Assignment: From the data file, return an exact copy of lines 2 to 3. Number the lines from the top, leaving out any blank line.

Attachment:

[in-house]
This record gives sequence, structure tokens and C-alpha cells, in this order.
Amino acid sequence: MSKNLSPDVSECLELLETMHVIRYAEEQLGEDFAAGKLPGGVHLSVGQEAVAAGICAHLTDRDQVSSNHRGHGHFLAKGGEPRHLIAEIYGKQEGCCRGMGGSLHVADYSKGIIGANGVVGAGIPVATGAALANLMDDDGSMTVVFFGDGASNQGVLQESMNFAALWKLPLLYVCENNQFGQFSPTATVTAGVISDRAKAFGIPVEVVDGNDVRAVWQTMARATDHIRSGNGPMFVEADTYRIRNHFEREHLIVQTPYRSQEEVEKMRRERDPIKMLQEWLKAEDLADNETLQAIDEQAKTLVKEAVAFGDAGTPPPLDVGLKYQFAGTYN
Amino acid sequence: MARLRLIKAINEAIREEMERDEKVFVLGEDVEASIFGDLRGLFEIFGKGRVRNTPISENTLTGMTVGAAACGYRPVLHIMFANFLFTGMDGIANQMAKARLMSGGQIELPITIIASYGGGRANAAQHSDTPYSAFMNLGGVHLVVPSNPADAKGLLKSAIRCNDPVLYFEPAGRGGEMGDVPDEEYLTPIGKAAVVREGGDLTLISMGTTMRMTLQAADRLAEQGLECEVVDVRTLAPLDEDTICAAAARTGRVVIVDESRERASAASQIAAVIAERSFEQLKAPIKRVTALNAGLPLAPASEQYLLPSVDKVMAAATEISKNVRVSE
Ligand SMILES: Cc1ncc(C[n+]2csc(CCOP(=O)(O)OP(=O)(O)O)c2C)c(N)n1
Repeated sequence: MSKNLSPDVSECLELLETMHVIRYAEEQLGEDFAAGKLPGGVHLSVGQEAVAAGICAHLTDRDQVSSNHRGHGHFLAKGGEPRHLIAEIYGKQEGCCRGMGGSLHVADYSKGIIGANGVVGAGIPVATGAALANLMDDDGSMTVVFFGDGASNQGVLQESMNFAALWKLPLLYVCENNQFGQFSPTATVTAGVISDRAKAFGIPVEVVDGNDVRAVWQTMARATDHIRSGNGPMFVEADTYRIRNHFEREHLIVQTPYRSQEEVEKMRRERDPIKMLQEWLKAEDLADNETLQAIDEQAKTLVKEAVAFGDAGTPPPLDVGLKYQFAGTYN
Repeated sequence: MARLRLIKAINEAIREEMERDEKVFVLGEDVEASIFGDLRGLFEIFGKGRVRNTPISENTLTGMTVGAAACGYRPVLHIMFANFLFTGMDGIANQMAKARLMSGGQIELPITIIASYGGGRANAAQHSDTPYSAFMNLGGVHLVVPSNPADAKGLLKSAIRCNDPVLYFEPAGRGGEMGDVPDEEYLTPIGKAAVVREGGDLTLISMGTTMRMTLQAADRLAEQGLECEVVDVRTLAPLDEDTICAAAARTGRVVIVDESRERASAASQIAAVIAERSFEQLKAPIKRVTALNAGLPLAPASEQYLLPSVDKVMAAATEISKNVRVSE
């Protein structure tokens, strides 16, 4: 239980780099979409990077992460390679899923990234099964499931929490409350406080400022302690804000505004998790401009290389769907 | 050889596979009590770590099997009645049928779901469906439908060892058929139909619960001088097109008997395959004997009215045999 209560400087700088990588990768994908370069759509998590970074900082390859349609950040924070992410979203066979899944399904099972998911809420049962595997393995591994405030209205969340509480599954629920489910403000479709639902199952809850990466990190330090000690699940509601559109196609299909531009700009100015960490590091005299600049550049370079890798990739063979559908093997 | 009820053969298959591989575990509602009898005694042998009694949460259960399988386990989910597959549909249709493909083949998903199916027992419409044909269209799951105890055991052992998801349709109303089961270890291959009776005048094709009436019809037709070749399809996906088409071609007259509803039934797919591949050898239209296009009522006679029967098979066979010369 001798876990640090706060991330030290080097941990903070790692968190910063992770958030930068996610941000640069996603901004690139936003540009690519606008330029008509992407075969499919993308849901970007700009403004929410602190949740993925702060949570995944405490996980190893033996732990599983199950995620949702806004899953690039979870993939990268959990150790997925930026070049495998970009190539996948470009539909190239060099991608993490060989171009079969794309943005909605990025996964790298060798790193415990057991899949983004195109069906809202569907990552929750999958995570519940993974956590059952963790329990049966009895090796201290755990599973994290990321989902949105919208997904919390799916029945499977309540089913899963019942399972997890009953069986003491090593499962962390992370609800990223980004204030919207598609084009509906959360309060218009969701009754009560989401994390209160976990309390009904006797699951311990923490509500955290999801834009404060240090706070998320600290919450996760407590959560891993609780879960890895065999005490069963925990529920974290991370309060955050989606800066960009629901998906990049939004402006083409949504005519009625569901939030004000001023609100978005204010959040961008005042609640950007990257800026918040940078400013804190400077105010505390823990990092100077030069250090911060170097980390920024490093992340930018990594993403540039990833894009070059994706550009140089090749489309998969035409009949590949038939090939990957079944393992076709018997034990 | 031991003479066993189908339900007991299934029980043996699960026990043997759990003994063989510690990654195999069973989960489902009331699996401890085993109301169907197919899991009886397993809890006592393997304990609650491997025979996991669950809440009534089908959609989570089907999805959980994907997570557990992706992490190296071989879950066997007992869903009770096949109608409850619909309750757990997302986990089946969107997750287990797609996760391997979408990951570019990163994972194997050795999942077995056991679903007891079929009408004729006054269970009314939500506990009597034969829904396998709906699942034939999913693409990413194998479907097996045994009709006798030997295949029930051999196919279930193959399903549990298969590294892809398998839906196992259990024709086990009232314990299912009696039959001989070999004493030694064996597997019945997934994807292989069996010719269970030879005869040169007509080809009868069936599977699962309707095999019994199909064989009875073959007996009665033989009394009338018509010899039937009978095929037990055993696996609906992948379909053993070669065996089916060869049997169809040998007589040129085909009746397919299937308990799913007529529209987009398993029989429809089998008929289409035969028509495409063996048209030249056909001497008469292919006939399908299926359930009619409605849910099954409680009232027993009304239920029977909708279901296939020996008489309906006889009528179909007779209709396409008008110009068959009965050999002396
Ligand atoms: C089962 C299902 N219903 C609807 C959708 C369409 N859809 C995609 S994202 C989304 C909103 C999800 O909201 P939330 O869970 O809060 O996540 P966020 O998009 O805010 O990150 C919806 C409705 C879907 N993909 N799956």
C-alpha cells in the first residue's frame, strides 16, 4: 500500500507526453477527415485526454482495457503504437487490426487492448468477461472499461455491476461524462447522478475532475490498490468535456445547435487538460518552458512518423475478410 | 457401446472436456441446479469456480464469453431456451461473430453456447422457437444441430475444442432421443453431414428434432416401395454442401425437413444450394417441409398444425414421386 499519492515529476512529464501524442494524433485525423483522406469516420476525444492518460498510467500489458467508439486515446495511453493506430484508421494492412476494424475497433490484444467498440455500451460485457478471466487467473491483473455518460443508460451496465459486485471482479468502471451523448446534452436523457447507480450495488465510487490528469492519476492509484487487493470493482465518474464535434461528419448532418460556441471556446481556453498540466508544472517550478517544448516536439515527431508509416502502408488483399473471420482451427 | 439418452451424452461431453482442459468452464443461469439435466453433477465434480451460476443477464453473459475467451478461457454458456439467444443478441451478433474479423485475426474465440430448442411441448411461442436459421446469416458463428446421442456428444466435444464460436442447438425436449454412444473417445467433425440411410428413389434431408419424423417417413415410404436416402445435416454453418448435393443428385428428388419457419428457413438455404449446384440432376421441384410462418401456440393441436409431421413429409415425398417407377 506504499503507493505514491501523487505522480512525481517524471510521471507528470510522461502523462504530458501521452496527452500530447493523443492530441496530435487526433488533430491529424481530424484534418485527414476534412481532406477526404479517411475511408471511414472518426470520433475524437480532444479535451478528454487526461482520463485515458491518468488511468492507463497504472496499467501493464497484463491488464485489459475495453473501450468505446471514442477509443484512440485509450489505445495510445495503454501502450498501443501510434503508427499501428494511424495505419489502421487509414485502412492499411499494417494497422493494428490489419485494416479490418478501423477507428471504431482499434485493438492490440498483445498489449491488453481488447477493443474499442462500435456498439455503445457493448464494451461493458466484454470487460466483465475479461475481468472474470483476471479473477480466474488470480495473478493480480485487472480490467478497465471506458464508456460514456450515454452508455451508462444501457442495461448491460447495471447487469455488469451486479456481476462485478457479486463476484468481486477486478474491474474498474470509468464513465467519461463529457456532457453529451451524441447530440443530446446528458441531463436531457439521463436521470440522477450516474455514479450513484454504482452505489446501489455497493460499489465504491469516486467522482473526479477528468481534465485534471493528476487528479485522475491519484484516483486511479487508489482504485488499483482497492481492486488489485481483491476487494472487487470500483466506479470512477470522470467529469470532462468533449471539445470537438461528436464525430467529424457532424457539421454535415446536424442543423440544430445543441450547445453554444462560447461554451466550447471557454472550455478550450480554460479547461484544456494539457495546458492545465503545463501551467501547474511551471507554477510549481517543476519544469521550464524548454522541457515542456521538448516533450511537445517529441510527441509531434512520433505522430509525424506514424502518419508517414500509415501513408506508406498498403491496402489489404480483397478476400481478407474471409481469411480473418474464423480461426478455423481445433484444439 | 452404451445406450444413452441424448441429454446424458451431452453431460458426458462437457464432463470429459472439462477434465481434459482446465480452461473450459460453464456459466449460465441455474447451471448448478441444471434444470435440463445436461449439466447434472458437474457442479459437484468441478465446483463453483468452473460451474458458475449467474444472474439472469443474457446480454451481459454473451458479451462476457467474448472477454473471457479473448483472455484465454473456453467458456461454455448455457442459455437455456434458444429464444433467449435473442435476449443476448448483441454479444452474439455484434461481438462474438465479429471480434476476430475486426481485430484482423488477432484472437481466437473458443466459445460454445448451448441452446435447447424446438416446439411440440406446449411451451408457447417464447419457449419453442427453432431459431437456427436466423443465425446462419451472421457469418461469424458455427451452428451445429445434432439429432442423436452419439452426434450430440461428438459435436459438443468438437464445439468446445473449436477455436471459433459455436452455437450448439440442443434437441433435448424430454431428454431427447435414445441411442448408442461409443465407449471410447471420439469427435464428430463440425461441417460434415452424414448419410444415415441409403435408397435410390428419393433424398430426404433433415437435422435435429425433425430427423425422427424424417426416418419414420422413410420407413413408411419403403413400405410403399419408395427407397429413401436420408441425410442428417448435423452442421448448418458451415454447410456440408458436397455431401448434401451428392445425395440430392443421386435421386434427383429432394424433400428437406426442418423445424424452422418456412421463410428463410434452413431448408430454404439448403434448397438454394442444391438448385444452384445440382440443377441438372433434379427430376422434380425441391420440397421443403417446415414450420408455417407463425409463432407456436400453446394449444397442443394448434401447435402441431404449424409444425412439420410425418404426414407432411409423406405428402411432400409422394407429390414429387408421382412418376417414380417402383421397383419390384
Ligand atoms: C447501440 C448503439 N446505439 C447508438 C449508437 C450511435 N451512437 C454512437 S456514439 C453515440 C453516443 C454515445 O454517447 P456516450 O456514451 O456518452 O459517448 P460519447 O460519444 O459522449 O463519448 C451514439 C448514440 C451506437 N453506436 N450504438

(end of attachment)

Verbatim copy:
This record gives sequence, structure tokens and C-alpha cells, in this order.
Amino acid sequence: MSKNLSPDVSECLELLETMHVIRYAEEQLGEDFAAGKLPGGVHLSVGQEAVAAGICAHLTDRDQVSSNHRGHGHFLAKGGEPRHLIAEIYGKQEGCCRGMGGSLHVADYSKGIIGANGVVGAGIPVATGAALANLMDDDGSMTVVFFGDGASNQGVLQESMNFAALWKLPLLYVCENNQFGQFSPTATVTAGVISDRAKAFGIPVEVVDGNDVRAVWQTMARATDHIRSGNGPMFVEADTYRIRNHFEREHLIVQTPYRSQEEVEKMRRERDPIKMLQEWLKAEDLADNETLQAIDEQAKTLVKEAVAFGDAGTPPPLDVGLKYQFAGTYN